“There were no supporting documents to show this informal effort had been made so the complaint was dismissed without prejudice as being incomplete,” Morris said.

That doesn’t mean the pressure is off.

In August 2004, the FAA asked county officials to modify the airport’s layout plan, which contains the weight limitation.

FAA representative Racior Cavole expressed two concerns: the complaint filed by Hutt and a suggestion that the airport layout be based on the capacity of the runway as reported, Morris said.

“In a second request in June 2005, FAA officials wrote a letter pointing out the incompatibility between the pavement strength listed and the Eckrose-Green pavement capacity report in 2002,” Morris said. “They said any reference limiting the takeoff weight to 30,000-50,000 pounds should be corrected.”

In February 2005, the National Business Aviation Association wrote a letter to Airport Manager Jim Braswell, stating that the Minden-Tahoe Airport’s may be user discrimination.

“I have talked with their attorney, and they are monitoring our work on the ordinance,” Morris said.

Runway overlays provide the maintenance needed to repair weathering and cracks, but these overlays often add strength. Grinding was considered in 2004 to avoid strengthening the airport’s runway, but it proved too expensive given the price of oil. The standard overlay minus the grinding procedure was approved by commissioners in April 2005 to maintain the runway, Morris said.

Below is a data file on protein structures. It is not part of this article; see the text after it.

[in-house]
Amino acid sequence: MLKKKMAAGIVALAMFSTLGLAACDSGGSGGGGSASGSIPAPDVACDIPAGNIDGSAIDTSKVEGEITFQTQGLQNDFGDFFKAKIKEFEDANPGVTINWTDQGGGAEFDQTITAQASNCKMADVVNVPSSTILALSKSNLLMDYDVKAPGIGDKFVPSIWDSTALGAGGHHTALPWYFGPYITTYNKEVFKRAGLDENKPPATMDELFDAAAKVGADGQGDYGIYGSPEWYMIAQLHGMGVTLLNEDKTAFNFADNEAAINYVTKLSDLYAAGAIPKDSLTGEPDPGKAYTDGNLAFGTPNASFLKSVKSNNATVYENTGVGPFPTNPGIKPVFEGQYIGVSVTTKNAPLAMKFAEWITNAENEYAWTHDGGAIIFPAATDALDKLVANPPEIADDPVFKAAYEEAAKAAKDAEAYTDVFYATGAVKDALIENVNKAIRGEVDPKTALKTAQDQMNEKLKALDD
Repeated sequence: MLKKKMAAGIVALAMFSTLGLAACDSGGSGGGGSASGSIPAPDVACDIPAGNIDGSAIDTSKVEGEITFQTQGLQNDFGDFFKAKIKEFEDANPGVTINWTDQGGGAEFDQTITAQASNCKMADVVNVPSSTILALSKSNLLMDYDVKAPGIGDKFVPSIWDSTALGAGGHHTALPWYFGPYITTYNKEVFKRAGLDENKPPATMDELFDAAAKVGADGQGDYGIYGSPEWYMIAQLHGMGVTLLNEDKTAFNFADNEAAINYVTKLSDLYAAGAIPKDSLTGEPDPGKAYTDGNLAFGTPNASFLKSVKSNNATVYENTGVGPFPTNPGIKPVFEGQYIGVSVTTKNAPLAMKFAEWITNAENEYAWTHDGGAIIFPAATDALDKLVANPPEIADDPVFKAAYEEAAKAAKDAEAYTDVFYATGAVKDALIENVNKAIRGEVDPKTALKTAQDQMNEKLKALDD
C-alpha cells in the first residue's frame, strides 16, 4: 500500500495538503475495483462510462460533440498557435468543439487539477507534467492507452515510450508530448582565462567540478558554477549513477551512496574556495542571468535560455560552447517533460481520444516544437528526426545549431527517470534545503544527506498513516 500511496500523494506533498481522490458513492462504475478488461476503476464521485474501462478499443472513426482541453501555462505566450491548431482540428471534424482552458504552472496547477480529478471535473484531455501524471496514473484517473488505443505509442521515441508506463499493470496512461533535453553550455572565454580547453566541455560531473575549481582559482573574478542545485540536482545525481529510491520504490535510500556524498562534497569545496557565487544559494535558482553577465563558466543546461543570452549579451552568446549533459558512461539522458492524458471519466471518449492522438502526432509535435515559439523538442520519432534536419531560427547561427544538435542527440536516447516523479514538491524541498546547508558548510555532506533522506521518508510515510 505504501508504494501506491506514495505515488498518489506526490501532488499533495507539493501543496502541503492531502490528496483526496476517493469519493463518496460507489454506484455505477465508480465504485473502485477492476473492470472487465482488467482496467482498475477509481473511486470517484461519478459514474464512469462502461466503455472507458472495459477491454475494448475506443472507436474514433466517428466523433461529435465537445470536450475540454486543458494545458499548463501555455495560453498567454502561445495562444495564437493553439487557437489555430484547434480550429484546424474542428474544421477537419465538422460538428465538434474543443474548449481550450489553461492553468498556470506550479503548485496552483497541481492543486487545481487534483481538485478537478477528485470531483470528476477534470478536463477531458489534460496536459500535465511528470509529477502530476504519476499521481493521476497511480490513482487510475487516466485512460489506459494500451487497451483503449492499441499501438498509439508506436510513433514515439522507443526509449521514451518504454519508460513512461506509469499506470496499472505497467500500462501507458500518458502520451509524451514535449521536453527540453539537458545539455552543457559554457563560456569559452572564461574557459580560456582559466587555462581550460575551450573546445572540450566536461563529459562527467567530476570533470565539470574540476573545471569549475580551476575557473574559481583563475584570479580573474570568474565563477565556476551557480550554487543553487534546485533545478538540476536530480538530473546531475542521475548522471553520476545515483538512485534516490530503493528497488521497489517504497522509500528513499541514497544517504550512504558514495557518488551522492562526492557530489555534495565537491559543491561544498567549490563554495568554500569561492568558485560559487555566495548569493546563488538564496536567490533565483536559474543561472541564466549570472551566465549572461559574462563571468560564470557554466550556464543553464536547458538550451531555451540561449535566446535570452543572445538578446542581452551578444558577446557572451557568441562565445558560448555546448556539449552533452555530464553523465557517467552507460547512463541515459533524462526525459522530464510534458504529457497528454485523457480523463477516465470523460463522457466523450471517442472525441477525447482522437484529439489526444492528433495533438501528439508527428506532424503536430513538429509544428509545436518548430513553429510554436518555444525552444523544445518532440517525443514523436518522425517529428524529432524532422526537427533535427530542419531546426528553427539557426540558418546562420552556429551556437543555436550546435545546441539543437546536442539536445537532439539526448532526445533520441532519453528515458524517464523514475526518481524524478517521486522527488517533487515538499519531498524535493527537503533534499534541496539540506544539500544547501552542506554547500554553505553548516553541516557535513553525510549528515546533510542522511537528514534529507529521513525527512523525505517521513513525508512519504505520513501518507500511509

In an effort to reconcile the weight limits, Douglas County’s board of commissioners approved three ways to arrive at a pavement capacity weight.

John Morgan, president of the Minden Airport Association said a lot of suspicion in the community at large with respect to the weight limits has been generated by business decisions made at the airport.

“There have been a lot of big land leases to developers and those have been speculative,” he said. “There are no buildings on 187 acres reserved for a jet center. Not a spade has been turned.”

Deals like these are squeezing out soaring enthusiasts, the use of that land lost for tie-down spaces, camping areas, and ultimately tourism dollars that would have been spent by the soaring community, Morgan said.

“I don’t mind a few business jets, but I don’t want the airport to become a jet mecca. That would be the antithesis of glider operations,” he said. “If that happens, both the soaring community and the county lose.”

To avoid a confrontation with the FAA, voters could be asked to increase runway weight limits in the upcoming election. The second option being considered is delaying that request until the following election, in another two years.

Susie Vasquez can be reached at svasquez@recordcourier.com or 782-5121, ext. 211.

BREAKOUT

Commissioners could approve placement of the weight ordinance question on the November ballot or delay that vote until the following election at Thursday’s Douglas County Commissioners meeting, scheduled for 1 p.m. in the courtroom of the Douglas County Administration Building, 1616 Eighth St. in Minden.